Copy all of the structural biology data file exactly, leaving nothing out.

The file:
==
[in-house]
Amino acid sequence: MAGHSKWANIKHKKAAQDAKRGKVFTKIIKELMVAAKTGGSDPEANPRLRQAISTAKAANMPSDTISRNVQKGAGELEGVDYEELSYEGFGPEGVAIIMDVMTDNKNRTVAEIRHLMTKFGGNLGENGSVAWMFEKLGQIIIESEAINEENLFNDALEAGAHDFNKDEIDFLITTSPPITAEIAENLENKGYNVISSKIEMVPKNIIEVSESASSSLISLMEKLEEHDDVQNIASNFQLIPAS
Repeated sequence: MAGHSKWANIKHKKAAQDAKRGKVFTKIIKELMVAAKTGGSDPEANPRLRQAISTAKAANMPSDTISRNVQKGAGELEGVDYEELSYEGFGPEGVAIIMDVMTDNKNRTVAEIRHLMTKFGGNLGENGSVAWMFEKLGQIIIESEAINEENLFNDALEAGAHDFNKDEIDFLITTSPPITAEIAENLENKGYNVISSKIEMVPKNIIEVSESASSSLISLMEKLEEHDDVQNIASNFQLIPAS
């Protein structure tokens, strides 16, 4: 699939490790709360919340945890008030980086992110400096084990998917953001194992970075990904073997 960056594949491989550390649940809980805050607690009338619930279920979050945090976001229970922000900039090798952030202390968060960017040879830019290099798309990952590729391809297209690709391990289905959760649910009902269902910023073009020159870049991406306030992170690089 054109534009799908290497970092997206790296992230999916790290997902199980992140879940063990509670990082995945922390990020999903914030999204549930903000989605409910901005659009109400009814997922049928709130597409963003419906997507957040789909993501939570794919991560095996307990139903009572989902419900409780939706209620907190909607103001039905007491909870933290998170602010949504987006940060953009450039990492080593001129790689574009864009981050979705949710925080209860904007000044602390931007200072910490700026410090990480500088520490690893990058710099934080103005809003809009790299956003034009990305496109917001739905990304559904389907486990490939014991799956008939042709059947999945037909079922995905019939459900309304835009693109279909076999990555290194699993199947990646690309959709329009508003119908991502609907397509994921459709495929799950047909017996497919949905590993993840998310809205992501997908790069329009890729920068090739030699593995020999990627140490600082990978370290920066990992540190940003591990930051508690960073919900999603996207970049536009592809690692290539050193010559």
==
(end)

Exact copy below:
[in-house]
Amino acid sequence: MAGHSKWANIKHKKAAQDAKRGKVFTKIIKELMVAAKTGGSDPEANPRLRQAISTAKAANMPSDTISRNVQKGAGELEGVDYEELSYEGFGPEGVAIIMDVMTDNKNRTVAEIRHLMTKFGGNLGENGSVAWMFEKLGQIIIESEAINEENLFNDALEAGAHDFNKDEIDFLITTSPPITAEIAENLENKGYNVISSKIEMVPKNIIEVSESASSSLISLMEKLEEHDDVQNIASNFQLIPAS
Repeated sequence: MAGHSKWANIKHKKAAQDAKRGKVFTKIIKELMVAAKTGGSDPEANPRLRQAISTAKAANMPSDTISRNVQKGAGELEGVDYEELSYEGFGPEGVAIIMDVMTDNKNRTVAEIRHLMTKFGGNLGENGSVAWMFEKLGQIIIESEAINEENLFNDALEAGAHDFNKDEIDFLITTSPPITAEIAENLENKGYNVISSKIEMVPKNIIEVSESASSSLISLMEKLEEHDDVQNIASNFQLIPAS
């Protein structure tokens, strides 16, 4: 699939490790709360919340945890008030980086992110400096084990998917953001194992970075990904073997 960056594949491989550390649940809980805050607690009338619930279920979050945090976001229970922000900039090798952030202390968060960017040879830019290099798309990952590729391809297209690709391990289905959760649910009902269902910023073009020159870049991406306030992170690089 054109534009799908290497970092997206790296992230999916790290997902199980992140879940063990509670990082995945922390990020999903914030999204549930903000989605409910901005659009109400009814997922049928709130597409963003419906997507957040789909993501939570794919991560095996307990139903009572989902419900409780939706209620907190909607103001039905007491909870933290998170602010949504987006940060953009450039990492080593001129790689574009864009981050979705949710925080209860904007000044602390931007200072910490700026410090990480500088520490690893990058710099934080103005809003809009790299956003034009990305496109917001739905990304559904389907486990490939014991799956008939042709059947999945037909079922995905019939459900309304835009693109279909076999990555290194699993199947990646690309959709329009508003119908991502609907397509994921459709495929799950047909017996497919949905590993993840998310809205992501997908790069329009890729920068090739030699593995020999990627140490600082990978370290920066990992540190940003591990930051508690960073919900999603996207970049536009592809690692290539050193010559």